Amid widespread job losses and other economic hardship resulting from the COVID-19 pandemic, all the U.S. states, Puerto Rico, and the District of Columbia experienced quarterly percentage increases in home loans past due, according to the seasonally adjusted Q2 2020 results of the Mortgage Bankers Association’s (MBA) Q2 2020 National Delinquency Survey.
In the second quarter of this year, on a year-over-year basis, Puerto Rico, New York, and New Jersey experienced the greatest increases in the “seriously delinquent” rate (SDR), i.e., the non-seasonally adjusted percentage of loans that are 90+ days past due or in the process of foreclosure. These areas also had the highest SDR’s for Q2 2020: Puerto Rico at 18.1%, New York at 7.4%, and New Jersey at 6.8%. Louisiana and Connecticut, two other states which were severely hit by COVID-19, rounded out the top 5 states with the highest SDR’s. Not only did all of the 50 states, the District of Columbia, and Puerto Rico experience an overall increase in the SDR from the previous quarter, but also the SDR’s across all three of their constituent loan types (Conventional, FHA-backed, and VA-backed) increased, too.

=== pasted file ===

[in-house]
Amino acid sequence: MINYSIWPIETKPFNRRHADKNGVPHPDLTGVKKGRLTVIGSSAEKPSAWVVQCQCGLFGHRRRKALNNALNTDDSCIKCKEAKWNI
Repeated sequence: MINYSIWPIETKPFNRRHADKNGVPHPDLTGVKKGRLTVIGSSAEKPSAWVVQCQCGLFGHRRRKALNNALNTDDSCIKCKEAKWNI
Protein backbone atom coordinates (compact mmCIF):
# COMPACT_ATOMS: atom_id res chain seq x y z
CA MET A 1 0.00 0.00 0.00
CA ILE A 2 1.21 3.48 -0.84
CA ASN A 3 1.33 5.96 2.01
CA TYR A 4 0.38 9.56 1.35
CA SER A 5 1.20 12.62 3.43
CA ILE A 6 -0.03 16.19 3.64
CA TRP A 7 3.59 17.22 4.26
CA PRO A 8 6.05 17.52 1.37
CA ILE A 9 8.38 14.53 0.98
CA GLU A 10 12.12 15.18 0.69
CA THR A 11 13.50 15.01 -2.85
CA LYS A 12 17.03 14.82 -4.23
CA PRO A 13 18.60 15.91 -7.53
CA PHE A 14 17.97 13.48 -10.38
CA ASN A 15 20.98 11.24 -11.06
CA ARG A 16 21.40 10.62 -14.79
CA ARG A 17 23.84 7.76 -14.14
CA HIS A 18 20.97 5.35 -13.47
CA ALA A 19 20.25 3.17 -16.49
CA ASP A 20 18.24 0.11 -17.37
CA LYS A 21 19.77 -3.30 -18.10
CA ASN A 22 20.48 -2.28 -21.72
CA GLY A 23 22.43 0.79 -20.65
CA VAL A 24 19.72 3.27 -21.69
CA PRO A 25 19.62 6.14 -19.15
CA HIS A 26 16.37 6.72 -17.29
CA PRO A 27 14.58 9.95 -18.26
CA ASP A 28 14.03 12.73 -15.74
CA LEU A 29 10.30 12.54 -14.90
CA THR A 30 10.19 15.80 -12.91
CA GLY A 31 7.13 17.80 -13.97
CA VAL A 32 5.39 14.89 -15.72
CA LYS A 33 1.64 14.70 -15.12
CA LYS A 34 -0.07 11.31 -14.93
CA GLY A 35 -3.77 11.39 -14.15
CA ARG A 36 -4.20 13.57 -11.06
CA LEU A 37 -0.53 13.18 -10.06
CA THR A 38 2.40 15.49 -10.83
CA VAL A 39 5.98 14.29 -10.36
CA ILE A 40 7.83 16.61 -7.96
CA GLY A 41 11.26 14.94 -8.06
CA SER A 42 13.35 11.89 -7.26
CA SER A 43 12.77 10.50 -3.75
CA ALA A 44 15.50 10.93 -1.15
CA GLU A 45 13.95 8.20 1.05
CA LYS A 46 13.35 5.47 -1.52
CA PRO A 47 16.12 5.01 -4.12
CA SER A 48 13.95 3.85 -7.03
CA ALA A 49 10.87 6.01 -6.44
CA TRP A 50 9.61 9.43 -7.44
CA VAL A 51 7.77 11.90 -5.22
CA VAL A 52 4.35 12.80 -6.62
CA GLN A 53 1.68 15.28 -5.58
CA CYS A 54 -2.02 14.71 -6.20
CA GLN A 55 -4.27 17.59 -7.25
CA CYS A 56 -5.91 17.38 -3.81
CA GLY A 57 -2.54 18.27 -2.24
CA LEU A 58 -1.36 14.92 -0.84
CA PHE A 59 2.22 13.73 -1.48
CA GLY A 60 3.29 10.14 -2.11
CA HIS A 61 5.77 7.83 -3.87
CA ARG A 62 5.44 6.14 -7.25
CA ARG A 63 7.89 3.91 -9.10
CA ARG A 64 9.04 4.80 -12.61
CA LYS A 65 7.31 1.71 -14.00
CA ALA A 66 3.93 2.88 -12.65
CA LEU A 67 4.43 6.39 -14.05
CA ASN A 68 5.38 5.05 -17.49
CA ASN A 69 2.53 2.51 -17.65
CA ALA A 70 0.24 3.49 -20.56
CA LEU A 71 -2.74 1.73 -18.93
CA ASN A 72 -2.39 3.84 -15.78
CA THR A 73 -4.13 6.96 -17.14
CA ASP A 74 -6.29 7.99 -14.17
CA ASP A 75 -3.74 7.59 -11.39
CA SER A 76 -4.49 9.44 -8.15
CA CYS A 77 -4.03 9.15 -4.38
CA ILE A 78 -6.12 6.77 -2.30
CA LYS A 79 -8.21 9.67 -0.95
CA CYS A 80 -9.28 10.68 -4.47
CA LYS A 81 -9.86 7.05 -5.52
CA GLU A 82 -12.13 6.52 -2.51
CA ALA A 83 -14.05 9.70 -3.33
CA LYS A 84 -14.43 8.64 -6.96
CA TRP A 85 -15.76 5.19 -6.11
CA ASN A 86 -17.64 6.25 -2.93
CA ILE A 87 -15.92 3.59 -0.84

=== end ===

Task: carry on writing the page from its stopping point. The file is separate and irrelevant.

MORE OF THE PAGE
The changes for loans serviced were mixed for the second quarter, with 15 states and Puerto Rico reporting declines in total loans serviced, the greatest decline not exceeding 11%, and the other 35 states and the District of Columbia reporting increases, with the greatest increase not exceeding 5.5%. Interestingly, Wyoming, West Virginia, and Kentucky were among the top 5 states that experienced the greatest quarterly decline in loans serviced as well as the number of loans 30-59 days past due in percentage terms.